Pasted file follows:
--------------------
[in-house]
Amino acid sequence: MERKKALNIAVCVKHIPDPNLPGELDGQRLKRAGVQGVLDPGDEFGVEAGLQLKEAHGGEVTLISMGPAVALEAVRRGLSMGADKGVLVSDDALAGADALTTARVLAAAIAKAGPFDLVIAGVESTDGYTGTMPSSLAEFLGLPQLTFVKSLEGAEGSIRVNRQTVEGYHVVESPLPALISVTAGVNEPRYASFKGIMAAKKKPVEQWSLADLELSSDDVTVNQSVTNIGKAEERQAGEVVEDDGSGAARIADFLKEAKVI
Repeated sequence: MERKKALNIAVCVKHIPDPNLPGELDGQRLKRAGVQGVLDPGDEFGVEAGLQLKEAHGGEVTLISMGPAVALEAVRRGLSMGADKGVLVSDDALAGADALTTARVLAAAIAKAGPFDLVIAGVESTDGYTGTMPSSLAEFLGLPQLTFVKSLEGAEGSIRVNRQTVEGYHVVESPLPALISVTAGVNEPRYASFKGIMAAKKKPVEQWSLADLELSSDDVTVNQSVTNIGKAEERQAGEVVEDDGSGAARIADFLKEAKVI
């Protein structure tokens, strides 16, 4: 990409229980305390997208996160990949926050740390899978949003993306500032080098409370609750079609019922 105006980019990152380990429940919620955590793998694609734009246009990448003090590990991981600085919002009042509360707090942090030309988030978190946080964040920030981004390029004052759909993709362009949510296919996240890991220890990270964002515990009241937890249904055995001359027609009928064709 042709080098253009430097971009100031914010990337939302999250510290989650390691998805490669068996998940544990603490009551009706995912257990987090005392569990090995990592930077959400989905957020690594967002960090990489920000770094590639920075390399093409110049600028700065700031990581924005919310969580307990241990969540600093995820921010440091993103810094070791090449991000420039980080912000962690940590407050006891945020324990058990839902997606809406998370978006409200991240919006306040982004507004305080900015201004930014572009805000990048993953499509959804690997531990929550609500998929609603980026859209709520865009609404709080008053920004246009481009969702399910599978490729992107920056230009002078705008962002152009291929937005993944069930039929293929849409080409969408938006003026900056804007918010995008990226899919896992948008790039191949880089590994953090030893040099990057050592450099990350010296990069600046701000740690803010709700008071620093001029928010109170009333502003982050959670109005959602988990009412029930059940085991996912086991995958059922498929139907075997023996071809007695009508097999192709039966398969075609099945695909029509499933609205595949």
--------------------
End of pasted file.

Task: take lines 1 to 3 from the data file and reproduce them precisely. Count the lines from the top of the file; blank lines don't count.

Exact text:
[in-house]
Amino acid sequence: MERKKALNIAVCVKHIPDPNLPGELDGQRLKRAGVQGVLDPGDEFGVEAGLQLKEAHGGEVTLISMGPAVALEAVRRGLSMGADKGVLVSDDALAGADALTTARVLAAAIAKAGPFDLVIAGVESTDGYTGTMPSSLAEFLGLPQLTFVKSLEGAEGSIRVNRQTVEGYHVVESPLPALISVTAGVNEPRYASFKGIMAAKKKPVEQWSLADLELSSDDVTVNQSVTNIGKAEERQAGEVVEDDGSGAARIADFLKEAKVI
Repeated sequence: MERKKALNIAVCVKHIPDPNLPGELDGQRLKRAGVQGVLDPGDEFGVEAGLQLKEAHGGEVTLISMGPAVALEAVRRGLSMGADKGVLVSDDALAGADALTTARVLAAAIAKAGPFDLVIAGVESTDGYTGTMPSSLAEFLGLPQLTFVKSLEGAEGSIRVNRQTVEGYHVVESPLPALISVTAGVNEPRYASFKGIMAAKKKPVEQWSLADLELSSDDVTVNQSVTNIGKAEERQAGEVVEDDGSGAARIADFLKEAKVI